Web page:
Friday 29 November 2013

The meaning of the housing bubble

"Sometimes thing don't always go/
From bad to worse..."

So wrote the poet Sheelagh Pugh, and I kind of agreed with her yesterday when I read about the Bank of England's decision to rein in Funding for Lending, and to provide a kind of ratchet effect that will reduce the dangerous acceleration of the housing market.

It isn't much and it isn't enough, but it is a start.

But first a bit of background.  One of the stories I told earlier this year in my book Broke: Who Killed the Middle Classes? was about the demise of the so-called Corset in 1980.

The Corset was the mechanism which restricted the flow of money into the mortgage market, so that house prices stayed stable, but housebuilders still made a profit.

Since it disappeared, the 30-year house price bubble - especially in the south east - first thrilled the middle classes and now looks set to destroy them (my children will be unable to rent or buy in London or the south east unless they work in financial services, a fate worse than death as far as I'm concerned).

The issue isn't really that the Corset should have stayed in place.  The end of exchange controls in 1979 guaranteed its demise.  The problem was that nothing was put in to replace it.  In fact, within months of the decision to end the Corset, the whole tenor of the debate had shifted.

We know now that the idea that somehow all prices reflected something real was a fundamental mistake which still infects many – especially in banks, where they still bolster their balance sheets with property values, only to have those values slip through their fingers.

We might know that now but, by the end of the Corset, it flew in the face of the new spirit of the times to point it out.

Hidden in the archives of the Bank of England, I discovered a revealing note. It was a memo from the governor (Gordon Richardson) in May 1980, weeks before the Corset was finally loosened, and described meeting a City grandee who asked him why nothing had been put in place to replace it.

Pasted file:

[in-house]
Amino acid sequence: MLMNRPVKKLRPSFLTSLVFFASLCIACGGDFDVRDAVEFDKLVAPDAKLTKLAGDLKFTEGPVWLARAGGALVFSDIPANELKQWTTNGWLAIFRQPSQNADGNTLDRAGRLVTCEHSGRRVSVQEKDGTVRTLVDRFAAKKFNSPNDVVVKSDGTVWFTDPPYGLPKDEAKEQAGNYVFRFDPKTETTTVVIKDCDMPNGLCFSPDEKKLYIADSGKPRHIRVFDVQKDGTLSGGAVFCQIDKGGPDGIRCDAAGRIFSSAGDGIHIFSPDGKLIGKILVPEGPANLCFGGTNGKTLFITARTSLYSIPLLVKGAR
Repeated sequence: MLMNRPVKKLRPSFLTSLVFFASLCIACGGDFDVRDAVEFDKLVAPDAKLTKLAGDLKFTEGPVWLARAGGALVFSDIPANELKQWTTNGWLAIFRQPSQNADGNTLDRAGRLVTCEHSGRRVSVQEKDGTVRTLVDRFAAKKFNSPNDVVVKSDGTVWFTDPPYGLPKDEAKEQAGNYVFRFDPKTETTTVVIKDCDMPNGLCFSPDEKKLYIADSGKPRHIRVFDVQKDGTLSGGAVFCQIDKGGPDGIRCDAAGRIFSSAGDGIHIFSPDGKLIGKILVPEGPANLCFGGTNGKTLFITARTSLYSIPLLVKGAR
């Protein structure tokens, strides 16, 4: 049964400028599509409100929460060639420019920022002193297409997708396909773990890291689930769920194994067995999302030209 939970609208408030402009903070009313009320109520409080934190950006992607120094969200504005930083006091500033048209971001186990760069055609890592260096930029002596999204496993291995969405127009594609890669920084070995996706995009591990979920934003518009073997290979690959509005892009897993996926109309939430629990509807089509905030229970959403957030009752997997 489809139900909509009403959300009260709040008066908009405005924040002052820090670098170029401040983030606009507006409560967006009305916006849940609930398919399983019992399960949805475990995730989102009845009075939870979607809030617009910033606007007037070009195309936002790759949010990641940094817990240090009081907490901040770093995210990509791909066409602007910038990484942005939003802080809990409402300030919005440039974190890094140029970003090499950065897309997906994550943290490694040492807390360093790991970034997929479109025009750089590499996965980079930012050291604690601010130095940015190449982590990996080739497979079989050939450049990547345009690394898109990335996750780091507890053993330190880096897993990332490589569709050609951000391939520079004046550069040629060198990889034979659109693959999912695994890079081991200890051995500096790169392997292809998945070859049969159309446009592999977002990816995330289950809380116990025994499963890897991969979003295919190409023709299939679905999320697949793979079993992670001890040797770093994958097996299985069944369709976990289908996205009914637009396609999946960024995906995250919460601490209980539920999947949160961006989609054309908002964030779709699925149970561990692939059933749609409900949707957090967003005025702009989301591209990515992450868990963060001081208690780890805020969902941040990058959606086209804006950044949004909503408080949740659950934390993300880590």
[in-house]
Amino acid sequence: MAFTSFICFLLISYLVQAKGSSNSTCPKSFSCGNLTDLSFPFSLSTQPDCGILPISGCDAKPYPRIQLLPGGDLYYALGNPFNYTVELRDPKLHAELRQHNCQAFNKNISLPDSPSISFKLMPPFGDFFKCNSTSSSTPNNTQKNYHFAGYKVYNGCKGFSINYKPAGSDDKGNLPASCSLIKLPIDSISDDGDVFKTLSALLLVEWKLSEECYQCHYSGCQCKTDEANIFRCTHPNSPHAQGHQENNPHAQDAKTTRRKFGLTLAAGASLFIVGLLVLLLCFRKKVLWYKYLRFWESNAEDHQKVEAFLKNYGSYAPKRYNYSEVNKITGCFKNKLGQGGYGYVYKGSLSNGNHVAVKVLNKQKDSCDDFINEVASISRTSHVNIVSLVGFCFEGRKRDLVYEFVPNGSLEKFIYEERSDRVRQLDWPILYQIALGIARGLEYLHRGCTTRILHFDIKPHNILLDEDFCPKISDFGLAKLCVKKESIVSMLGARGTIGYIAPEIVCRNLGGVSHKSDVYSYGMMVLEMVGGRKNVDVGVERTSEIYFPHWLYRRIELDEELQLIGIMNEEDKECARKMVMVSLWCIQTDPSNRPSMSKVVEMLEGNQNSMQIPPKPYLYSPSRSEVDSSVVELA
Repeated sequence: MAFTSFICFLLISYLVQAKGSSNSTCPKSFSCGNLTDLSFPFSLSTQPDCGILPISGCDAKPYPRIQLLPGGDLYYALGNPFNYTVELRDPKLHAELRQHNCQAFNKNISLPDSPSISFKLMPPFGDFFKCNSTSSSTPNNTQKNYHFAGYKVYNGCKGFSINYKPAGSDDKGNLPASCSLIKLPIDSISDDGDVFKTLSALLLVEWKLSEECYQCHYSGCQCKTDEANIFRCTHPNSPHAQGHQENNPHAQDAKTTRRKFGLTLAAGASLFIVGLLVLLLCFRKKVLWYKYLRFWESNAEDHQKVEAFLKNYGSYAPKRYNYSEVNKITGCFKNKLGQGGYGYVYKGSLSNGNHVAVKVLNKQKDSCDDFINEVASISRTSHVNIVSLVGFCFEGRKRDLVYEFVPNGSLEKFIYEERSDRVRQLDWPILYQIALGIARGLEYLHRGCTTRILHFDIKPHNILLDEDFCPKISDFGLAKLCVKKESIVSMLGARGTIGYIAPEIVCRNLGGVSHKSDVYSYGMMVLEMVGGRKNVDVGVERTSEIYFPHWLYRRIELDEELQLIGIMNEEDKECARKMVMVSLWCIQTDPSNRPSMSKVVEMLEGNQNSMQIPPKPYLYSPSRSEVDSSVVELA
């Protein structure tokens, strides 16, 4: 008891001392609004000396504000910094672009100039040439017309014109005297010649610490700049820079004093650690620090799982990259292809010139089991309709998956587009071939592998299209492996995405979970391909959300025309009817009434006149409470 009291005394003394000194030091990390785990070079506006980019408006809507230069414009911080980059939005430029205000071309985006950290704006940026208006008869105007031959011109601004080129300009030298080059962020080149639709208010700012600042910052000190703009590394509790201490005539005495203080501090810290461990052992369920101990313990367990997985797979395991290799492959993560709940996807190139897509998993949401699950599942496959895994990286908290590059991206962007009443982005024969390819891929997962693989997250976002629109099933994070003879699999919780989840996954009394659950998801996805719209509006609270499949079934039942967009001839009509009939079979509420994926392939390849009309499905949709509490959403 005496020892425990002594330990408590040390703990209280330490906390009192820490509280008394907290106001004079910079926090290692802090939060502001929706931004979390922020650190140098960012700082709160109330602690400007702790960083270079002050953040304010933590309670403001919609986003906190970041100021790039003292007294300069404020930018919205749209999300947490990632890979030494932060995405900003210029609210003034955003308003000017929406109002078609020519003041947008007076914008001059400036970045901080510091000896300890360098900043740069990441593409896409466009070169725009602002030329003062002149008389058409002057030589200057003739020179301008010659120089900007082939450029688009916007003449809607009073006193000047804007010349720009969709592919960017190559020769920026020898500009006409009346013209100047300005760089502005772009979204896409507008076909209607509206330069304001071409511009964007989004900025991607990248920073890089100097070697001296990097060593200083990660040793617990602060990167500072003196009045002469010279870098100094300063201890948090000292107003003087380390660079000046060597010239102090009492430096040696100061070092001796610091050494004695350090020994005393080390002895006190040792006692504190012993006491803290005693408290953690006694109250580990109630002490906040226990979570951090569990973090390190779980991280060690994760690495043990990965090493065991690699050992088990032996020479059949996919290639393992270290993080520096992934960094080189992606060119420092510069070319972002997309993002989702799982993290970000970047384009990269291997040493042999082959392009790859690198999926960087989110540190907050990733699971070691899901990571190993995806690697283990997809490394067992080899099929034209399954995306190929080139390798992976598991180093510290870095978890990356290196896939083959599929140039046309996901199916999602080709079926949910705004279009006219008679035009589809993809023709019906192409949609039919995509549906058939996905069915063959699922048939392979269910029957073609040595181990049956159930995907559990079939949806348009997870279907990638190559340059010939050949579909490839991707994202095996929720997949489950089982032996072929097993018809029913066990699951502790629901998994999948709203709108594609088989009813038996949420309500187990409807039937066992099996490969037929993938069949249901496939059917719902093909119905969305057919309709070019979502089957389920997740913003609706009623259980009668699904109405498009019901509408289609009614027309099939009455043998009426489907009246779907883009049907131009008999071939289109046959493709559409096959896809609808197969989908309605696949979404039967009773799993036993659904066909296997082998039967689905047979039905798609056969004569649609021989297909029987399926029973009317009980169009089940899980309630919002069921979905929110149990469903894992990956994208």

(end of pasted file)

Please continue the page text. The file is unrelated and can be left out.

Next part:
The deputy governor had added his own note on the file describing the hapless grandee:

"Were he a Tory MP he would I fear rightly qualify for a certain adjective in rather wide current use."

The adjective he referred to was ‘wet’, Margaret Thatcher’s new designation for her opponents in the cabinet. ‘Rather sad, I think,’ wrote the governor.

Nothing has replaced the Corset, and Thatcherism – heralded by the new and vigorously enforced consensus implied by this note – would countenance no such defences against insanity.  House prices would find their proper level, whatever they happened to be, and the acceleration upwards had barely begun. The consequences have been profound.

Carney hasn't proposed a return to the Corset, but he has tiptoed in that direction.  Banks will have to assess whether people taking out mortgages will be able to afford an increase in base rates to 3%.  They will have to raise extra capital against the mortgages they lend.

There is no doubt that this will contract mortgage lending, though whether it will really increase small business lending remains to be seen - the evidence so far is that the big banks are no longer geared up or able to do this effectively.

I've just got two thoughts about this.

First, property prices in London and the south east are unsustainable.  They are geared for the pockets of the ultra-rich, for bankers bonuses and foreign investors.  They need to come down, slowly but surely, to make civilised life possible for the next generation.

Second, nobody seems to talk about this much, but the main source of money-creation in the economy these days is in the form of mortgage loans.  If they contract, and nothing replaces them, there will be less money in the economy - and we will all be wondering why the world is deflating around us again.

That is the consequences of our collective failure to rebalance the economy.

1 comment:

Wooh said...

You are writing the way good economists should write. You are pretty well spot on in everything you say. Having worked within the corset while at Barclays, I realized how important it was. I also helped Barclays make a small fortune when the market got events completely wrong after the corset ended. Had the bank followed conventional wisdom, it would have lost big time as did other banks that had taken interest rate positions. Keep up the great writing. You are a sun shining on the cloud of confusion gripping the UK.